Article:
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By Trigs
#1329480
IMG_20191230_123202.jpg


So I made a bed a few years ago and have finally got round to making the headboard. The bed was made from ash and elm so I decided to pick up an Elm slab. Which required the obvious flattening and finishing. Hope you enjoy
T
By Trigs
#1329482
To get the board flat I used my track saw rails to create a rail for a router sled which worked really well, Ive used this method a couple times always to a great result
Attachments
slab  close 1.jpeg
cut depth
slab plane.jpg
slab flattening
slab end.jpeg
By Trigs
#1329483
After a couple hours planing and sanding I used a good helping of danish oil on the face side to see how its gonna finish. I also had to clean out some rotten bits from the crack which I will fill with resin once the weather warms a little.
Attachments
gnarly bit.jpg
gnarly bit
slab2.jpg
slab defect
slab fin.jpg
slab grain
slab up.jpg
slab near finished
slab oil.jpg
By Trigs
#1329486
I should have the board fitted tomorrow as Ive finished the back and edges, it just needs a final coat of oil. I was wondering though when I fit the board should I keep the heating off in that room to begin with and slowly introduce it so that the slab has time to acclimatise ????
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By woodbloke66
#1329524
Trigs wrote:I should have the board fitted tomorrow as Ive finished the back and edges, it just needs a final coat of oil. I was wondering though when I fit the board should I keep the heating off in that room to begin with and slowly introduce it so that the slab has time to acclimatise ????

Elm is liable to move and twist quite a lot. Assuming that the board you bought was air dried, the moisture content ought to be around 20% so bringing it into a warm room quite suddenly could produce unexpected movement. I've found with elm that it's best to take it quite slowly, letting it condition for a month or so before doing any work and then taking a little off both sides just to see how it behaves. It's great stuff but IMO needs to be treated carefully - Rob
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By Phil Pascoe
#1329534
I remember at school many moons ago being shown a board of elm, about 12' x 14"x 1 1/4" - one end was at a perfect right angle to the other. :shock: :D
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By Steve Maskery
#1330552
I don't know if they still do, but Ercol used to use a lot of elm. I wonder how they kept their table tops flat?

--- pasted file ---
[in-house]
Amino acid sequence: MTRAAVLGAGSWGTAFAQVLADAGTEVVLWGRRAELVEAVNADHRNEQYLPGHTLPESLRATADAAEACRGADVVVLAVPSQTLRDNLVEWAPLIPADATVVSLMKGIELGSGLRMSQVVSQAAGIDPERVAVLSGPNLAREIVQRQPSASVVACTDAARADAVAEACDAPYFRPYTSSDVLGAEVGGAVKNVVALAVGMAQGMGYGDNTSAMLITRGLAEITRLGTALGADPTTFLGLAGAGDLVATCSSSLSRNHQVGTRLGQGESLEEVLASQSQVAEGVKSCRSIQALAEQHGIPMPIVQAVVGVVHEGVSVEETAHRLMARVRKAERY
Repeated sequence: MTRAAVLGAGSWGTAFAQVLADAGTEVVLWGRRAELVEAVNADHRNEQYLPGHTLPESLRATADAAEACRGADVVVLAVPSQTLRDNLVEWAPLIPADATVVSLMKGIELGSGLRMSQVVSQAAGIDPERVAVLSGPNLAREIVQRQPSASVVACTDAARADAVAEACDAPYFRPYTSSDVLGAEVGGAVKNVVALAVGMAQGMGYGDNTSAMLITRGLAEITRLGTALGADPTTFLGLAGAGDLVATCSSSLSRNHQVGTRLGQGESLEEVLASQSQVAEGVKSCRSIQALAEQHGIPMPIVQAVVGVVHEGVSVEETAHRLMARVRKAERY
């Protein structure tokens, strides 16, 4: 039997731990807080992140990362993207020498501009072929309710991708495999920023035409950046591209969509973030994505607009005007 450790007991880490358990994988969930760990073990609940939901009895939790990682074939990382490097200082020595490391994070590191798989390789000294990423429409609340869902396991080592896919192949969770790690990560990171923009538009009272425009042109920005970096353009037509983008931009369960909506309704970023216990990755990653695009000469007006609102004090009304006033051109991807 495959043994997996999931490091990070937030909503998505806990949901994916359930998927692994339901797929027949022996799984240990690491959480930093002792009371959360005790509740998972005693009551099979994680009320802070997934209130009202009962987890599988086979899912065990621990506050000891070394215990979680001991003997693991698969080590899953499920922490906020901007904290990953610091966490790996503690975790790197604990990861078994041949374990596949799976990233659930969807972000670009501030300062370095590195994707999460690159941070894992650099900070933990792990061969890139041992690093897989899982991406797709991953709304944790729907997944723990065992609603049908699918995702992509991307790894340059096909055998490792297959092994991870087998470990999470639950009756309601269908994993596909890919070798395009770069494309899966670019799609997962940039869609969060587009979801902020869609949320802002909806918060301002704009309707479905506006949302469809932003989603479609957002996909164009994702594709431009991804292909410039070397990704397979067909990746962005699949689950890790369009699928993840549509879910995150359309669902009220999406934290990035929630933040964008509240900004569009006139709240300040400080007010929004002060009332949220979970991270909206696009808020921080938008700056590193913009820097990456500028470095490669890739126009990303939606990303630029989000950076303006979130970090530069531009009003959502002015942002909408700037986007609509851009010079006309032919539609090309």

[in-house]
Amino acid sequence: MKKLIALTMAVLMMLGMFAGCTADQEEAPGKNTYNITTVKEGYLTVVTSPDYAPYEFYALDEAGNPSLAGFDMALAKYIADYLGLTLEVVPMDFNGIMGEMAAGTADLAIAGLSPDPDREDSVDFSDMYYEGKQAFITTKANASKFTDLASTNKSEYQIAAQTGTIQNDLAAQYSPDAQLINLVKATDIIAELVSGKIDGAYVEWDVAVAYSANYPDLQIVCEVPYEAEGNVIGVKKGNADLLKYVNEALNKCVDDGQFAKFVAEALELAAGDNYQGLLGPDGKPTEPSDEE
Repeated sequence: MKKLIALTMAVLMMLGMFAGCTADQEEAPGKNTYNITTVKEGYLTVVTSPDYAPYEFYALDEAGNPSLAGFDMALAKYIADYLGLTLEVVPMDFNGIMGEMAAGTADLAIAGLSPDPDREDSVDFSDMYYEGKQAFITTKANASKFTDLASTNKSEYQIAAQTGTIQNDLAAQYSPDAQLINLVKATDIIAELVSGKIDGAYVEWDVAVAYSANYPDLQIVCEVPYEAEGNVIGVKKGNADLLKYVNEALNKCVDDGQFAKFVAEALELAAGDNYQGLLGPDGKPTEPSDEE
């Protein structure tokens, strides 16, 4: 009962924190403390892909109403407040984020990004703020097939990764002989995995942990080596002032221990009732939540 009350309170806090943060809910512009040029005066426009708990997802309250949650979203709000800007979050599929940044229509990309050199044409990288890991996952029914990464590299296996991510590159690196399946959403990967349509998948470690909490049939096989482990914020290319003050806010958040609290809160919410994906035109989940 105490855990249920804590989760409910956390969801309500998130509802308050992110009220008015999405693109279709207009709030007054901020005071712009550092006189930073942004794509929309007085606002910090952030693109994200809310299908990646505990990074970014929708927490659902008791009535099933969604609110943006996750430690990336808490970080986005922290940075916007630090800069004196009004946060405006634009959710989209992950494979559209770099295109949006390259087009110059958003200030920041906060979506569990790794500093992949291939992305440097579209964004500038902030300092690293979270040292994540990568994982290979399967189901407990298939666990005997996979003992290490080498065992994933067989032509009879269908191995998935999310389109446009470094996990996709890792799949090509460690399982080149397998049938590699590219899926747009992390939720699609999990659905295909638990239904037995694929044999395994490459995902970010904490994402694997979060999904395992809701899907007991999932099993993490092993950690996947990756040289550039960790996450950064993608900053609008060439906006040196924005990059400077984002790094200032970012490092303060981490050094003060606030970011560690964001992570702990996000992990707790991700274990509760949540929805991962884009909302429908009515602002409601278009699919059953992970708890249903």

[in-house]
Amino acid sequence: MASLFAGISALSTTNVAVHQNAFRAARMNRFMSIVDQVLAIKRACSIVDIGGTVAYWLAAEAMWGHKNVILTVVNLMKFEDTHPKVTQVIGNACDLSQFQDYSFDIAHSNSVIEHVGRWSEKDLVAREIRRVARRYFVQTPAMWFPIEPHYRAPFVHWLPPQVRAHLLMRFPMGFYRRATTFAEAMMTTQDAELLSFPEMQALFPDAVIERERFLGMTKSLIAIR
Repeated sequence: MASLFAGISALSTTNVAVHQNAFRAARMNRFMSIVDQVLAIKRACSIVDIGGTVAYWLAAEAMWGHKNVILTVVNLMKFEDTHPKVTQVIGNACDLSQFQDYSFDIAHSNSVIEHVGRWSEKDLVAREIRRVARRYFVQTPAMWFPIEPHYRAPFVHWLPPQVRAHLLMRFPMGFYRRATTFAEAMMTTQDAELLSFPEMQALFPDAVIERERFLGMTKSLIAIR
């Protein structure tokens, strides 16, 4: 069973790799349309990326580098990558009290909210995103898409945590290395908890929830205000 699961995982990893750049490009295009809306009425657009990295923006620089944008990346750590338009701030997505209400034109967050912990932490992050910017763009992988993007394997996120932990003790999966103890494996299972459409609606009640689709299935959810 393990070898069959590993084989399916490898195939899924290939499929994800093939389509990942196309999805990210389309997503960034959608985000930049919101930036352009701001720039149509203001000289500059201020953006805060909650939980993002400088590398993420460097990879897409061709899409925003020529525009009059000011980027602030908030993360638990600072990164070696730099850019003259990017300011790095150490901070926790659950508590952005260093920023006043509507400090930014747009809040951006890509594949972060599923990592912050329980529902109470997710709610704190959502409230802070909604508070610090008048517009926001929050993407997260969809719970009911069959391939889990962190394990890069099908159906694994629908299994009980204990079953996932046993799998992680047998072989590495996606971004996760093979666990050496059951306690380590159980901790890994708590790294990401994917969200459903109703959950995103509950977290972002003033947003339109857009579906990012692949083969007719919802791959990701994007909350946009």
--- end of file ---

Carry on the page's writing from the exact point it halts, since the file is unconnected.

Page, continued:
By Yojevol
#1330554
by Steve Maskery
I don't know if they still do, but Ercol used to use a lot of elm. I wonder how they kept their table tops flat?


From ercol website
"We make our furniture from high quality timber which is sourced from around the world. We use mainly hard woods ash, elm, beech, oak and walnut to create our beautiful furniture."

That surprises me. I think they originally based themselves in High Wycombe because of the availability if Chiltern beech.

Brian
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By woodbloke66
#1332640
Steve Maskery wrote:I don't know if they still do, but Ercol used to use a lot of elm. I wonder how they kept their table tops flat?

It will stay flat Steve once it's been seasoned and conditioned; it's the seasoning process until the final MC has been achieved that causes all the problems..... if you're unlucky enough to get any. Sometimes I've come across a good board and it stays flat, but it can be very 'iffy' - Rob
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By MikeG.
#1332647
woodbloke66 wrote:
Steve Maskery wrote:I don't know if they still do, but Ercol used to use a lot of elm. I wonder how they kept their table tops flat?

It will stay flat Steve once it's been seasoned and conditioned.........Rob


True, but they can carry on moving in width. I made an elm kitchen table from 300+ year old elm about 20 years ago after storing it inside for a year. There is a gap now between the two 4" thick boards of 6 to 8mm.
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By AndyT
#1332658
That's a very pretty board.
Assuming that you are leaving the waney edge on and just mounting the board on some supports, a little bit of movement won't ruin it, I'd have thought.
By Trigs
#1332746
yeah I used French cleats to fix to the wall so any movement shouldn't cause any problems